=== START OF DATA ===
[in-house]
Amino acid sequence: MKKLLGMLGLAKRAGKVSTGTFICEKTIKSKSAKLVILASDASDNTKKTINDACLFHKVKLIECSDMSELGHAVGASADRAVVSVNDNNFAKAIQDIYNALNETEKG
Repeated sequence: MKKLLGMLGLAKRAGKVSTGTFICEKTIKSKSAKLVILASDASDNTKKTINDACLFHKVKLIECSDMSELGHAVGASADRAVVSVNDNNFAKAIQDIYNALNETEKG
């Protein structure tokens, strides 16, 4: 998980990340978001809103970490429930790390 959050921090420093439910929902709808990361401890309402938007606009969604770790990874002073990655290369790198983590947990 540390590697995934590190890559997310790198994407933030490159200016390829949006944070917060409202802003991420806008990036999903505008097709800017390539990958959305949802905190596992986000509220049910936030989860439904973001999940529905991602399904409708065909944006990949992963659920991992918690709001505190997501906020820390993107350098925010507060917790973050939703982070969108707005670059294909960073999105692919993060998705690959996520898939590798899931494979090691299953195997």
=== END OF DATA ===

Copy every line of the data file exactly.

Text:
[in-house]
Amino acid sequence: MKKLLGMLGLAKRAGKVSTGTFICEKTIKSKSAKLVILASDASDNTKKTINDACLFHKVKLIECSDMSELGHAVGASADRAVVSVNDNNFAKAIQDIYNALNETEKG
Repeated sequence: MKKLLGMLGLAKRAGKVSTGTFICEKTIKSKSAKLVILASDASDNTKKTINDACLFHKVKLIECSDMSELGHAVGASADRAVVSVNDNNFAKAIQDIYNALNETEKG
């Protein structure tokens, strides 16, 4: 998980990340978001809103970490429930790390 959050921090420093439910929902709808990361401890309402938007606009969604770790990874002073990655290369790198983590947990 540390590697995934590190890559997310790198994407933030490159200016390829949006944070917060409202802003991420806008990036999903505008097709800017390539990958959305949802905190596992986000509220049910936030989860439904973001999940529905991602399904409708065909944006990949992963659920991992918690709001505190997501906020820390993107350098925010507060917790973050939703982070969108707005670059294909960073999105692919993060998705690959996520898939590798899931494979090691299953195997």